Asking for an Exception

With an exception, your plan gives you special permission to have a prescription drug covered that your plan would not normally cover. You would ask your plan for this exception. An exception means that you are asking your plan to make a special change just for you to its rules about drug coverage. Exceptions are sometimes called “coverage determinations.”

When can I ask for an exception?

  • if you need to get a drug that is not on your Part D plan's drug list, OR
  • if you need a drug that your plan has set limits on or has special rules about, OR
  • if a drug you need costs more than you can afford.

NOTE: You cannot ask your plan for an exception if the drug you need is not covered by law, or if it is on what is called a “specialty tier” in terms of cost. But you may still be able to apply for extra help with your Medicare prescription drug costs if you have limited income and assets.

Your Part D plan may give you an exception if you and your doctor can show that:

  • the drug you need is medically necessary AND
  • no other drug on your plan's list of covered drugs would work as well for you — especially if all the other drugs on the plan's list of covered drugs that are used to treat your condition would cause you to have a bad reaction.

Who can ask for an exception?

You, your doctor, or someone else you ask to help you can request an exception. But even if you do it, your doctor will need to tell the plan the medical reasons why you need a specific drug. The doctor must also tell the plan why no drug on the plan's list of covered drugs, or formulary, will work as well for you. The plan will need to know what other drugs you have tried, how they worked, and how the drug you want is working for you. Without this information, your plan does not have to act on your request.

The doctor can give this information to your plan on the phone or in writing.

If you ask someone who is not your doctor to help you, such as a friend or relative, you and that person must sign a written statement that you want the help and give it to your plan.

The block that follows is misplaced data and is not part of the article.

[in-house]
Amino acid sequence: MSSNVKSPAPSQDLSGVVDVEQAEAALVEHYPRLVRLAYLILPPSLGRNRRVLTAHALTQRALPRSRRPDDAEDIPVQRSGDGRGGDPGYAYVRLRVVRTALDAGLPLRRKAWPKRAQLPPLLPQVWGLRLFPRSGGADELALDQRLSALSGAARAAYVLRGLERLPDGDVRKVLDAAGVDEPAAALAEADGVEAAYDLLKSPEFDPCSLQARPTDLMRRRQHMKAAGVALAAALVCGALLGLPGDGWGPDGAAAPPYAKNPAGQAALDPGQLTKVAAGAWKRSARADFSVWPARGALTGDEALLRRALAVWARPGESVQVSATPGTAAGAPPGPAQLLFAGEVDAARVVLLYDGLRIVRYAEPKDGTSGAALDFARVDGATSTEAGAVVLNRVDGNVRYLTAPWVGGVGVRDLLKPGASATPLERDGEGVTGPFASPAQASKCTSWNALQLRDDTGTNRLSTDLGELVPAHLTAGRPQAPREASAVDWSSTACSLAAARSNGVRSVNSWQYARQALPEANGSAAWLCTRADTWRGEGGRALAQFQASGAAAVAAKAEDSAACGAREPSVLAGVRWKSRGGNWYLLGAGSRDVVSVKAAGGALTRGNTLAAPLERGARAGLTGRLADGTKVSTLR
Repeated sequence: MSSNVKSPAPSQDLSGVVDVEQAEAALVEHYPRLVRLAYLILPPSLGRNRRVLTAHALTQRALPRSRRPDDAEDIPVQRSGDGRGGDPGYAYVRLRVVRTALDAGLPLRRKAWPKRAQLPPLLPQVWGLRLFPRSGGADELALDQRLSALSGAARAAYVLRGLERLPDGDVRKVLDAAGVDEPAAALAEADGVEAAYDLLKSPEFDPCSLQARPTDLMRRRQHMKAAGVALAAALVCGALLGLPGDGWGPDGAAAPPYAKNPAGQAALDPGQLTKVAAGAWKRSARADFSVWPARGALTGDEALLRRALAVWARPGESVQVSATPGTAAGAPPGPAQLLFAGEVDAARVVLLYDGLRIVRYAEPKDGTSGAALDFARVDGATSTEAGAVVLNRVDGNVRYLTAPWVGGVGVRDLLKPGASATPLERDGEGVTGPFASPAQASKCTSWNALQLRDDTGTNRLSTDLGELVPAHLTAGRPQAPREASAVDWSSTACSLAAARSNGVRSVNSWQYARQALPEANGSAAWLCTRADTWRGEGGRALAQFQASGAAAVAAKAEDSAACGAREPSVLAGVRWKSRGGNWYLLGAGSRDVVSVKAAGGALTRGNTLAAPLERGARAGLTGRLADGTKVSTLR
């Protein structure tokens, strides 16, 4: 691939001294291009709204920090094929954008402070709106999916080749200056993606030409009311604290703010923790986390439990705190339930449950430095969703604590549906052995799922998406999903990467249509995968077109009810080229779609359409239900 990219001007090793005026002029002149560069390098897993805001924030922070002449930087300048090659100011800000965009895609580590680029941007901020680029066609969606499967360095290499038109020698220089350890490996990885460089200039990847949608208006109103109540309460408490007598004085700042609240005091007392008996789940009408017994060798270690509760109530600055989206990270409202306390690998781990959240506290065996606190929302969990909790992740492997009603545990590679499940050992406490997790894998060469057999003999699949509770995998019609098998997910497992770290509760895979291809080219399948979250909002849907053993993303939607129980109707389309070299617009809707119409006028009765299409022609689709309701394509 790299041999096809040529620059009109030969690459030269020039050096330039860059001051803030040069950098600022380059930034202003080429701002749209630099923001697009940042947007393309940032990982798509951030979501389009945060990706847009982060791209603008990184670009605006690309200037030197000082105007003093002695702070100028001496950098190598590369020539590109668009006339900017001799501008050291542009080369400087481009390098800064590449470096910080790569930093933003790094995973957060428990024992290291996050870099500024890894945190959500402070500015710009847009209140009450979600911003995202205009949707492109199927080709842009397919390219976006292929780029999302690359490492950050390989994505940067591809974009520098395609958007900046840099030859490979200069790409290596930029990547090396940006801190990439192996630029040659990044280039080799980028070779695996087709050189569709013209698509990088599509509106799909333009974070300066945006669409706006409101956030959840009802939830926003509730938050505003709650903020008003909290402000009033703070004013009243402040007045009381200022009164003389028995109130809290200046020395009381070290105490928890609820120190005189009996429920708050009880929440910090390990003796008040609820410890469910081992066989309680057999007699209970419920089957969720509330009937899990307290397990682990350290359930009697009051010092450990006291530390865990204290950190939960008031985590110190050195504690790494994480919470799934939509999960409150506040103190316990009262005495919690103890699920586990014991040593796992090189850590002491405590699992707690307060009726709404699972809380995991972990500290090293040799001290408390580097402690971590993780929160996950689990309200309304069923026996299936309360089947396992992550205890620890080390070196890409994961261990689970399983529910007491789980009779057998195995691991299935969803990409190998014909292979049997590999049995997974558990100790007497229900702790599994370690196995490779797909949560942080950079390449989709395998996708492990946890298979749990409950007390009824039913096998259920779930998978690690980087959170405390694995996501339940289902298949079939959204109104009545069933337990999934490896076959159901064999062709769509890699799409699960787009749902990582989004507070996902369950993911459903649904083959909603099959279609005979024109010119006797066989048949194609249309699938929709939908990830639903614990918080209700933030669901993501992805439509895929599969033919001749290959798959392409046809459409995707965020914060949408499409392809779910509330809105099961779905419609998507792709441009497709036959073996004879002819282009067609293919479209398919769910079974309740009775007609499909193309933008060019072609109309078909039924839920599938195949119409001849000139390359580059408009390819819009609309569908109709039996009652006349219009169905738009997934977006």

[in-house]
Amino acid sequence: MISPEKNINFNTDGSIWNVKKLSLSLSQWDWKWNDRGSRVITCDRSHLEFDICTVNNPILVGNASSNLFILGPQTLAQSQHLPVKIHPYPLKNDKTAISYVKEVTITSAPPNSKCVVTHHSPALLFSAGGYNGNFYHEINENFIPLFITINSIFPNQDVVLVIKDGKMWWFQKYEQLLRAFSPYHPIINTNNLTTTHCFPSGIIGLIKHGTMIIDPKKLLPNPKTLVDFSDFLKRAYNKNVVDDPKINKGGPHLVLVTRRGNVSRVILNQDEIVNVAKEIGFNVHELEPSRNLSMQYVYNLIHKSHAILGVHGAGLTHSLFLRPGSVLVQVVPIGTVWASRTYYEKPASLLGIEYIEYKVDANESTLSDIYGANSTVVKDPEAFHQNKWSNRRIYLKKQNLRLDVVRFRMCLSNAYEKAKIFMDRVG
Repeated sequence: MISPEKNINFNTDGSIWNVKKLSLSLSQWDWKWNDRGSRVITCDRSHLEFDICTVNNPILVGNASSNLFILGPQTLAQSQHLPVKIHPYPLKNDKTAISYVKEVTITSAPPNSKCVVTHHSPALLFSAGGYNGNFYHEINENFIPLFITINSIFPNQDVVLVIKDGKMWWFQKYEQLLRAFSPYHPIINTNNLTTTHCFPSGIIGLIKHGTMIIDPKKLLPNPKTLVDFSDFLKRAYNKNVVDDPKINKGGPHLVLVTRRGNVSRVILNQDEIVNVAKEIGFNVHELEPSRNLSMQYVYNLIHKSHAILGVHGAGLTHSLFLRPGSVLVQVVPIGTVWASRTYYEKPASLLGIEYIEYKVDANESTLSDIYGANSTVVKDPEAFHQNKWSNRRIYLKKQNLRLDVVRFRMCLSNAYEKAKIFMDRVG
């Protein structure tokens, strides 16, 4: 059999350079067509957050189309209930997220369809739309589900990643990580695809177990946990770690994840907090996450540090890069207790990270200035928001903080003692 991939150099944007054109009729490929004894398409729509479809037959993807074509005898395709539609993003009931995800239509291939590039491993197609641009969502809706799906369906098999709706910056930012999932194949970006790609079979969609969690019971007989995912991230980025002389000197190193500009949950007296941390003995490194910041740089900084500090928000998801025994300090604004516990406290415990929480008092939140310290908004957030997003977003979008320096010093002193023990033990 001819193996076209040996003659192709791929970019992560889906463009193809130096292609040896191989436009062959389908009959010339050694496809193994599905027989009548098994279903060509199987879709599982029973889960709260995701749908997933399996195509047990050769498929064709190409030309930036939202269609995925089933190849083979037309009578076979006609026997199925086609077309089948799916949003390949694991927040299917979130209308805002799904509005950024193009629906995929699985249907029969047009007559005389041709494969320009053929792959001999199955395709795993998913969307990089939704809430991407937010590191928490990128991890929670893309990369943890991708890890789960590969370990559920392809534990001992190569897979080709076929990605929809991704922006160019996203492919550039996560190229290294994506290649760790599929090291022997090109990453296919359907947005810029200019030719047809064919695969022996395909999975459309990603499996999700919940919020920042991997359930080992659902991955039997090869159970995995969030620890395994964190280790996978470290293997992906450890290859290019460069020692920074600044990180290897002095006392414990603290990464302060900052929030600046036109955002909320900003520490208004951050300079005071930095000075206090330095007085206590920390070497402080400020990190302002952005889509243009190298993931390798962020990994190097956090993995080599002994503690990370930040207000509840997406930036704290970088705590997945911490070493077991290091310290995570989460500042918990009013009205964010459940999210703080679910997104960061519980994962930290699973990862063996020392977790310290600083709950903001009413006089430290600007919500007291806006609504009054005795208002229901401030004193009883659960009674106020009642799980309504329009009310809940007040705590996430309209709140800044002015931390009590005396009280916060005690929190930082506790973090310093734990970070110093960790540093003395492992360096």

How long does it take to get an exception?

This process moves quickly. If you request an exception, your plan must make a decision within 72 hours, or 3 days. The decision can be made even faster – within 24 hours — if your doctor believes that waiting 72 hours would cause serious harm to your health. If that is the case, then your doctor must ask the plan to “expedite” your request.

Do I need to fill out a special form to ask for an exception?

Yes. Your plan may have its own form for exceptions. Check with your plan to see if you need a specific form to file an exception.

You can also use Medicare’s standard coverage determination request form. Only you or someone other than your doctor may use that form.

If your doctor is asking for an exception for you, he or she can useMedicare’s standard coverage determination request form for physicians.

If you need an answer right away, your doctor can fax or call your plan with an expedited exception request. You do not need a special form.

What happens next?

If your plan approves your exception request — for example, it says it will cover your drug, or give you the amount of the drug you asked for, or give you a lower copay. You should be able to fill your prescription for this drug within 72 hours of when the plan approves your exception.

If the plan approves your request, you should also get the drug under those terms for the rest of the calendar year. You should not need to ask again for the exception that year. However, at the end of the calendar year, you should check with your plan to see if you will need to make a new exception request for the following year.

If the plan approves your request, the costs for the drug will also count toward your out-of-pocket costs.

If your plan denies your exception request, you can file what is called an appeal.

NEXT: What is an appeal?

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